- My concern is about choosing a game engine. Firstly I am not that great of a programmer, but I do have slight experience from programming in C#, Java and C++. What I am trying to do is a 3D game, an RPG-style, and I do not really expect it to finish within 1 or 2 year of period if really ever, but rather than doing some testings, and possibly building it a bit by bit.
- First of all, I would like to have a free license for developing stage / non-commercial product. At least now I do not plan on making money out of this, but then again I want to use engine, that actually does not require that much cost in case I would really want to release my product as commercial ( max 200e ).
- GPL-license is something I would really prefer not having. I like to keep it as open for as possible for gains of money and not having to release source code.
- For modeling tool, I was going to use Blender, so I would like to have good porting ability from blender to the engine. I don't honestly know if it is good idea to make objects called GAMEOBJECT_something in the blender scene, but that was kind of the approach I thought of making. In other words I would like to keep blender my world-editor at the same time as it would be the tool for modeling. Also I was thinking of having linked objects in the world, for example if there is a classroom, there would be table inside the classroom. Both of these would be separate blend-files, but having a link between them. I tried to use unity for this, but exporting to Autodesk-format made the file-size something like 7 megabytes. So every time I made small change, the Unity took about 2-3 minutes to recalculate normals, which I do not prefer doing. I then tried to modify the exporter from blender to just create points in fbx-files for the places where to add the desks in the classroom, but having to modify Unitys pipeline for importing fbx-files for it to work, I started to wonder, if I am already breaking the whole core-design of the Unity and thus it made me to check out other game engines.
- For physics, I feel like I do not need that much physical interactions. Probably some colliders, but probably no need for more special physics, like gravity, or things breaking down or boxes falling, etc. Surely if the engine can do more, all is plus for me.
- High compatibility with Blender. I doubt tho, that there is a single engine that can actually use the materials from Blender directly, but if there is one, this would be really appreciated feature.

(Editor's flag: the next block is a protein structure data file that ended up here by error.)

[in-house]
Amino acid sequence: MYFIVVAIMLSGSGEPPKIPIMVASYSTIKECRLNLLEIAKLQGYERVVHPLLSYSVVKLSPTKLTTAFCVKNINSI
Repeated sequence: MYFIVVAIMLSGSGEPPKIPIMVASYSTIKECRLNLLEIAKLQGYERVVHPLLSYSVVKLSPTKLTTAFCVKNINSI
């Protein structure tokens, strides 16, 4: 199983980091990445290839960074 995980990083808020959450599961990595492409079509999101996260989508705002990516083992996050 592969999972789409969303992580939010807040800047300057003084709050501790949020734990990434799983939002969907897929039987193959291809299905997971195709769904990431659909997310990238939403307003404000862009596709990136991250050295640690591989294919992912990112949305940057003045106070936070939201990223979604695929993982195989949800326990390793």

- Programming languages to use: 1. C#, 2. Java 3. C++, although I do not really like to work with new/delete instead of having garbage collector. 4. Something else. I wouldn't really mind learning new programming language either, but I would prefer the language to be typed one.
- Good amount of tutorials, or at least easy to find ones. I prefer more of video tutorials than written ones, but anything goes.
- Easy to implement / use.
Engines that have caught my eye:
- Unity3D, this one I liked a lot, but as mentioned having to fiddle with the pipeline made me rethink about checking out other game engines.
- Irrlicht, not so sure if this is really an actual game engine or just more like framework.
- Panda3D, altho it seems to be fairly popular, finding tutorials for using panda, or examples of making games, seemed lot harder than the ones above.
- jMonkeyEngine not really sure about the speed of this engine, since its java, but maybe its a thing from the past only, that java is slow.
- XNA-framework, not really sure if I should go with a framework, instead of using full game engine. It might lack too much stuff, and needing to integrate with other things could cause lot of unneeded work.
- DX Studio, Apparently this engine recently became free to use, but I didn't really find that much information about it. Maybe it is not really that popular.
- UDK, somehow I feel like using something like UDK is a overkill for a small projects, and could lead to excessive amount of work.
- CryEngine3, the license of this product looks really odd, since there is no mention how much it actually costs if I would actually really want to make money out of the product.
Not really sure how well these fare/how good tutorials there are for the following engines:
- 3D RAD
Unity and XNA are the only engines/frameworks I have tested out. Unity seemed to have lots of tutorials, and it seemed really good to my eyes, just that it feels like once you decide to use it, you cannot really anymore change the engine. Also sometimes I feel like losing control of the game developing when using unity and for some things it feels like I would need to do brute force for them to work. For XNA it feels like I need to do tons of work for simple stuffs, and therefore I decided to look more advantaged game engines.
HiiriMember Since 11 Nov 2011
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